We got to the Canadian border at about 1am. The Canadian Border Services folks started to ask the usual questions-where are we coming from? Florida. How long are we staying? Less than a day, we’ll drive out in the afternoon. Seriously? Seriously. Where are you staying? No idea, haven’t made reservations, but we’re sure we’ll find something. Canadian border control is not pleased with these answers. Doesn’t it seem weird that a couple from Florida would drive allllll this way to stay 6 hours and then turn around and go home?? I guess but I didn’t have any vacation time yet, I only got every other weekend off (Friday-Sunday), we needed to get away just the two of us, it’s the journey not the destination, etc., etc. We had considered eloping on the Canadian side of Niagara Falls (we ended up getting married in NYC right before Christmas-it was fabulous), I had never seen the Falls, and it was winter and I wanted to see snow (I still haven’t…) so to us it made sense.
NOPE. They pulled us over, searched the car, and grilled us for a solid 15-20 minutes. In the end, they decided that we were crazy but harmless. I think having Finn with us helped a little bit. He was so friendly and what sort of nonsense could a children’s librarian, a doctoral student, and their dog really get up to?
We drive on to Niagara Falls. It was not at all what we were expecting. Looking back, I’m not sure what exactly we were expecting but whatever it was is not at all what we experienced. It was SO touristy. And I say this as a native Floridan…from the Disney area…the pinnacle of touristy-ness. So happy we got married in NYC. We had looked up dog-friendly hotels before leaving to make sure that we’d be able to find some place to stay (it was winter in Canada, car sleeping was not a stellar option) with Finn. Ha! Everyplace we went to used to accept dogs but no longer did. Ok. It’s like 2:30am now and I’m really starting to regret this trip.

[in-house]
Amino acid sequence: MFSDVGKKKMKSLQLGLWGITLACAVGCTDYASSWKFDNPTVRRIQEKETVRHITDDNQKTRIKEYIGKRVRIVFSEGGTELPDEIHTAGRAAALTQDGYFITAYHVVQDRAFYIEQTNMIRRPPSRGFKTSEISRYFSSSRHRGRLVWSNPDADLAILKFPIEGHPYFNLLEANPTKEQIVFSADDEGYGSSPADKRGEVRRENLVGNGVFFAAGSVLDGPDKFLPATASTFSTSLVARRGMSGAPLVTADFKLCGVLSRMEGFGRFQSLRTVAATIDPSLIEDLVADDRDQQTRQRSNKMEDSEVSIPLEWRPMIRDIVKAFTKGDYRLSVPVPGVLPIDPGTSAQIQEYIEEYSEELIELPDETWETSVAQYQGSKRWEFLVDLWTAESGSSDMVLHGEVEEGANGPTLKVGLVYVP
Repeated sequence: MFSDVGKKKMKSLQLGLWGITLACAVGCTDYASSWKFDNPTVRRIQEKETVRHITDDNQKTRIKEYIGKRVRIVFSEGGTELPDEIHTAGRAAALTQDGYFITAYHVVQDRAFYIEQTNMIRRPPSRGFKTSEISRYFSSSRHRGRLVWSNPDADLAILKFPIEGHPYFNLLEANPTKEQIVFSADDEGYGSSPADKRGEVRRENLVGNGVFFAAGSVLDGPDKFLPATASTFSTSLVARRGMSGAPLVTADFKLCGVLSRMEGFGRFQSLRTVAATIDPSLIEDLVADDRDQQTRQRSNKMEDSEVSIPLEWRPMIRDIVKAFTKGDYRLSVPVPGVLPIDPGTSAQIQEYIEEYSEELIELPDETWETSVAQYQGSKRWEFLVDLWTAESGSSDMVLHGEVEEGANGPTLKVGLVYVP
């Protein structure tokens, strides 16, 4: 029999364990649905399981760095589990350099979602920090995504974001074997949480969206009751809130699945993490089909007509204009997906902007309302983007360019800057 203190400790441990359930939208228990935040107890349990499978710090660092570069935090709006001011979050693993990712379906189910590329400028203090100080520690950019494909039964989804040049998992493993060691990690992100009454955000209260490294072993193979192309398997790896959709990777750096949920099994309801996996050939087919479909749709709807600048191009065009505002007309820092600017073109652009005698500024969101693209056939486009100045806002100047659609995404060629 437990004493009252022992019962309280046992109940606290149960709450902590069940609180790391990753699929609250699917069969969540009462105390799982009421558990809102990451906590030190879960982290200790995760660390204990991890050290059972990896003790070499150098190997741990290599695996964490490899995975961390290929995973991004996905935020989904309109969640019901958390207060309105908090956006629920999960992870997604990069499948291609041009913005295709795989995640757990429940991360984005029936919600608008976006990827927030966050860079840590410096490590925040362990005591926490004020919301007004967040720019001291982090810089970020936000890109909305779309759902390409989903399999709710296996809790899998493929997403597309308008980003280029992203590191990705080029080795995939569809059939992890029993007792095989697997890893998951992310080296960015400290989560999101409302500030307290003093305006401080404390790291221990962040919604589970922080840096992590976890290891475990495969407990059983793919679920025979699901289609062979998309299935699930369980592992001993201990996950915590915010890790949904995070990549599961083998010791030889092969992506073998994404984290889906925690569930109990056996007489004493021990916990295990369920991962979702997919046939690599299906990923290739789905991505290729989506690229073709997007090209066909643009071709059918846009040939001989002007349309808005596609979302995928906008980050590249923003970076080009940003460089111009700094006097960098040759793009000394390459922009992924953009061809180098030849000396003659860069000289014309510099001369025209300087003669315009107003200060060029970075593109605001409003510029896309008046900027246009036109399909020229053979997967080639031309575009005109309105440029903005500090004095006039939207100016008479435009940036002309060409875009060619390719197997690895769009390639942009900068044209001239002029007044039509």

Finally we see this little hotel, it looks fancy and slightly out of our price range, but we are getting desperate. We stop in at The Old Stone Inn and they do accept dogs! Not only do they accept dogs, they love dogs! And they even have little care packets for them with a few treats, a cool collapsible bowl, and some other stuff. They were so friendly. It ended up being a lovely little place. The front desk attendant called about 15 minutes after we got settled to make sure the heater was working and that we had everything we needed. Just really nice.
Until the other hotel goers started waking up and moving around. It was not very soundproof and Finn freaked out. Barking and whining and generally not having a good time. Wow, wouldn’t it be so nice for us and Finn if home had just come with us? See where this is going?
We looked around, saw the Falls, got Tim Horton’s (I liked it, I got a really big kick out of being able to get a coffee and a donut as a combo with a sandwich), went to a drugstore so that I could check out some Canadian beauty brands, and headed out for home. As Finn’s car guarding got worse we really started kicking around the idea of going mobile again. But not a boat this time, a RV. Now that would be great. We could drive all over the place, we would always be home. Finn would always be home.
When we got home to Florida we started researching, we found people on YouTube that had done what we were thinking about doing, we went to a RV show, and then Mike learned about skoolies and fell in love with the idea.
And that began his campaign to get me on board with converting an old school bus.